Leading Question: When Scripture commands us to love God and love others, including the unlovely, is that something we can choose to do, or is such love simply a gift of God?
In his little book, The Four Loves, Lewis discusses four different kinds of love, three of them human: Affection, Friendship, and Eros; one of them divine: charity (agape). The New Testament focuses on agape (charity) and philia (friendship), and lists agape under the heading of “fruit of the Spirit.”
1. Why would the New Testament admonish us to emulate agape, but not the more human loves of affection, friendship, and eros? How can we define and illustrate agape in practical terms? Is the story of the good Samaritan (Luke 10:25-37) helpful in this respect? Jesus told that story in connection with the question of how one is to love one’s neighbor. Can we expect such love to be spontaneous or is it an act of the will?
2. Is it possible that the three kinds of human love can be overdone, but not agape? Among the traits listed under the “fruit of the spirit” are some that could possibly be inappropriately taken to extremes – perhaps joy, patience, kindness, gentleness. Is it possible to carry agape to an extreme as well?
3. If love is something that we are expected to acquire and express, just how does the believer go about it? Does human effort have anything to do with it?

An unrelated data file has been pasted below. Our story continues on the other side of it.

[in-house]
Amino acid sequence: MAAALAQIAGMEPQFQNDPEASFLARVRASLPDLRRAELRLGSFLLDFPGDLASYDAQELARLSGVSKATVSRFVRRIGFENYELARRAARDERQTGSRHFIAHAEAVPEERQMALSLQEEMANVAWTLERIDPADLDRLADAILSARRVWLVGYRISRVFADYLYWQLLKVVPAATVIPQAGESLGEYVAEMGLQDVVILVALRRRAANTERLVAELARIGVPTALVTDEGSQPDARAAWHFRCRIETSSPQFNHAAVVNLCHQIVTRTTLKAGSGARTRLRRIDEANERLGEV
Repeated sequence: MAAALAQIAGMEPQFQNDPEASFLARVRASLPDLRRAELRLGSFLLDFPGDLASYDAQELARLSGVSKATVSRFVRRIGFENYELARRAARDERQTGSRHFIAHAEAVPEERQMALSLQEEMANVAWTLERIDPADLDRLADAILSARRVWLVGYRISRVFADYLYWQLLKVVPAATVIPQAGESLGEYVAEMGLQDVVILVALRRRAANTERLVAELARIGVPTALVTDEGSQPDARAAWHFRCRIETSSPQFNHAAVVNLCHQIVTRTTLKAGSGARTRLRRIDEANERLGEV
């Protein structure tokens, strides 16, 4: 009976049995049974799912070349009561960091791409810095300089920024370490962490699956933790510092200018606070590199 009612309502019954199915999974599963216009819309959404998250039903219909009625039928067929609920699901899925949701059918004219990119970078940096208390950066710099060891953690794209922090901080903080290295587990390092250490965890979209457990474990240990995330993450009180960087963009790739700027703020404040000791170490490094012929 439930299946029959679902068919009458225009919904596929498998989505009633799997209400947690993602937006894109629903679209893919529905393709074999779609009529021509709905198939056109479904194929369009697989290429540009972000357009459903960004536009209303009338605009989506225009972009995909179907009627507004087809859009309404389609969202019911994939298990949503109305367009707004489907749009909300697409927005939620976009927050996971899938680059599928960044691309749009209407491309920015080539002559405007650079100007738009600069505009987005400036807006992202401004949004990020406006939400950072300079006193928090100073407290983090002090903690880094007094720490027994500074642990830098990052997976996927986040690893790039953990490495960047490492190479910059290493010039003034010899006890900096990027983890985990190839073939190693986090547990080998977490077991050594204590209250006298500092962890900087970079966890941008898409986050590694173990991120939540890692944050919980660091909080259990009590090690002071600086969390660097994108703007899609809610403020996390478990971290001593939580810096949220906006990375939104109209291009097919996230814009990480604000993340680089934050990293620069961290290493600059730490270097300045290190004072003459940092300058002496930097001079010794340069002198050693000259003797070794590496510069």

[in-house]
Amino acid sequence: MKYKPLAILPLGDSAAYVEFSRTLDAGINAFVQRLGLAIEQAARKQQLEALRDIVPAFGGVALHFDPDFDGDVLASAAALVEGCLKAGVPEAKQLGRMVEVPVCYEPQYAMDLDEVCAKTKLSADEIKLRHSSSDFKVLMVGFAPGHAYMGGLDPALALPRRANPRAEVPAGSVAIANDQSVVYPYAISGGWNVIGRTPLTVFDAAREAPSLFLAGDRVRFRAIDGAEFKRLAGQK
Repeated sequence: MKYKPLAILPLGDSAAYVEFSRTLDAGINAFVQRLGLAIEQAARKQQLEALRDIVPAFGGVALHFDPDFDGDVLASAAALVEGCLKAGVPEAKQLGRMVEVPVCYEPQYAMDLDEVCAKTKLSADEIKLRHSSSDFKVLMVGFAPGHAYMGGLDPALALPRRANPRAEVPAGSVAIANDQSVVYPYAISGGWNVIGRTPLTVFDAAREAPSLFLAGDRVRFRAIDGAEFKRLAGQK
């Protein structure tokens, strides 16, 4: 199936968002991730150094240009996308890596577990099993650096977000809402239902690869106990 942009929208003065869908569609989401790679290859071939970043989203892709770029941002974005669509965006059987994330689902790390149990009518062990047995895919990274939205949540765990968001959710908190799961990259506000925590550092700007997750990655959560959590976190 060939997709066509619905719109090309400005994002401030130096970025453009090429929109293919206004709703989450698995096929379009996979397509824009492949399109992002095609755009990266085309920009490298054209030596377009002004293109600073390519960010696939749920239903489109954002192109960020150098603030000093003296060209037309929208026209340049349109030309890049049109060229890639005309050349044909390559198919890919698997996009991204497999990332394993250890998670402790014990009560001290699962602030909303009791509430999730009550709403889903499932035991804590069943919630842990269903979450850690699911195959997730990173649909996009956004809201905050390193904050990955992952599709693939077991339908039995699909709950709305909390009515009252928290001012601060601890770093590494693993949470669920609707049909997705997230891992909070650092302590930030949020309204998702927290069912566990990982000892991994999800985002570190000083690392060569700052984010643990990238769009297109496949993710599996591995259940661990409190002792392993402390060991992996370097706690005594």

4. Freedom and Love. In the full context of Galatians 5:13-26, the passage that presents the fruit of the Spirit, freedom and love are brought together in 5:13-14. Also, in 5:16-18, being led by the Spirit seems to point to freedom from the condemnation of law. Does this suggest that when love becomes a full part of our live, it springs forth spontaneously? Or will it always have the characteristic of a “willed” response to our human circumstances?
5. What happens to the believer if one falls short of exhibiting love? Given our human sinfulness, won’t we always fall short of the mark? In Steps to Christ Ellen White reminds us that “the closer you come to Jesus , the more faulty you will appear in your own eyes” (p. 64). In this life of sin, can we expect or hope for the spontaneity promised by Jeremiah in his vision of the new covenant (Jer. 31:31-34)?